The most important invention of the third age was the computer. As Reese says, computing is the heartbeat of the universe. Computers opened the door to the fourth age for humanity. They helped us create artificial intelligence and robots, and these technologies will change our lives. How exactly? You should read the book to find out.
Factfulness Illustrated: Ten Reasons We're Wrong About the World — Why Things are Better than You Think
"What does this book have to do with computer science?" you may ask. But the truth is, programmers need critical thinking. Also, they need to know how to interpret data correctly and make conclusions.
We all have a common problem: we are systematically wrong when estimating. The authors suggest a simple multiple-choice test to illustrate this idea. For example, one of the questions is about poverty: how has a part of the population living in poverty changed over the last 20 years: almost doubled, stayed roughly the same, or practically halved? Only 7% of the people answered the question correctly (almost halved).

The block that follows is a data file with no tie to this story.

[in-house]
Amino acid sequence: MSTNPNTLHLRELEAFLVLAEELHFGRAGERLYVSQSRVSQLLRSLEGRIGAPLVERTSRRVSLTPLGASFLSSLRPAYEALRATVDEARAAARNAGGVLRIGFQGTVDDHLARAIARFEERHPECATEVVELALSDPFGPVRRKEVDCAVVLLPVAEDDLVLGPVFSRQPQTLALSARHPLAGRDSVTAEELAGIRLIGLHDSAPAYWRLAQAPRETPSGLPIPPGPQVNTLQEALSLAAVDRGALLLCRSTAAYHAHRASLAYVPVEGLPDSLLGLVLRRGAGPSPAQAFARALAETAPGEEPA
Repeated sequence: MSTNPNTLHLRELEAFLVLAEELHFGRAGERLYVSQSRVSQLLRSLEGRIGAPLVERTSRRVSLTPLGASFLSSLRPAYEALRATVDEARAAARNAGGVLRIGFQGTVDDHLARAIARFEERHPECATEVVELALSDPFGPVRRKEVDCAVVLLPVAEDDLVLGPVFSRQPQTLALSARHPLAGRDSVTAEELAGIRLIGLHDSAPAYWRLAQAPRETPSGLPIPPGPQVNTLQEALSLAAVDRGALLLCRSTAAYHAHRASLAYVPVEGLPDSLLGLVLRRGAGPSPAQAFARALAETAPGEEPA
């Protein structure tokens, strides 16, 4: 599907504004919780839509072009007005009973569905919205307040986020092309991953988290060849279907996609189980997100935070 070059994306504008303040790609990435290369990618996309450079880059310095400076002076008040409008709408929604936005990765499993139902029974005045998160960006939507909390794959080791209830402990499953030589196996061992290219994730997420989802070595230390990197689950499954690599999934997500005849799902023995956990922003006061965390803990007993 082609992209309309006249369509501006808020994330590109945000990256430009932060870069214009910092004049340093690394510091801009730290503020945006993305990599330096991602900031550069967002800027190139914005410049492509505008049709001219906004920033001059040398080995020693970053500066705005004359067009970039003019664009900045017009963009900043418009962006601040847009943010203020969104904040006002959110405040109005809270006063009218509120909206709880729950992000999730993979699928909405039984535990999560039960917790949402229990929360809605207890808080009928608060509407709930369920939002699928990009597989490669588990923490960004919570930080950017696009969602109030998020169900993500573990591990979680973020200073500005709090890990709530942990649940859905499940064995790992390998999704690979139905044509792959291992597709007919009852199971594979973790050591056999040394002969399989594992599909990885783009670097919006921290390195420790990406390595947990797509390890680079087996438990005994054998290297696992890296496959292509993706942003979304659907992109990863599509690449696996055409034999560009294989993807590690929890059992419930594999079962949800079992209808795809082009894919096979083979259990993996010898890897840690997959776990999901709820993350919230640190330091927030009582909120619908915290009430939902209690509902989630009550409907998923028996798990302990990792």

As it turns out, we think much worse of the world than it really is. It happens to teachers, scientists, journalists, and even Nobel Prize winners. The authors explain why it is so and what to do about it.
Chip War: The Fight for the World's Most Critical Technology
This book is fresh-from-the-oven, but it’s already been shortlisted for the Financial Times Business Book of the Year award and received excellent reviews in New York Times and other media.
Computer chips play a central part in the whole tech sphere. Almost everything needs chips: smartphones, cars, and even the stock market. Chips define the country with the most significant military, economic, and geopolitical power. No wonder the real war is breaking out around them. The USA could dominate the global arena because they controlled advances in computer chips. But now the situation is changing. For example, China tries to become a major player (because this country spends more on buying chips than any other product, including oil) and floods this area with money.
Chris Miller, an economic historian, tells the story of the computer chips development, explains the current state of this market, and speculates about its future.
What do you think about this set of books? Share your opinion on them or recommend your favorites!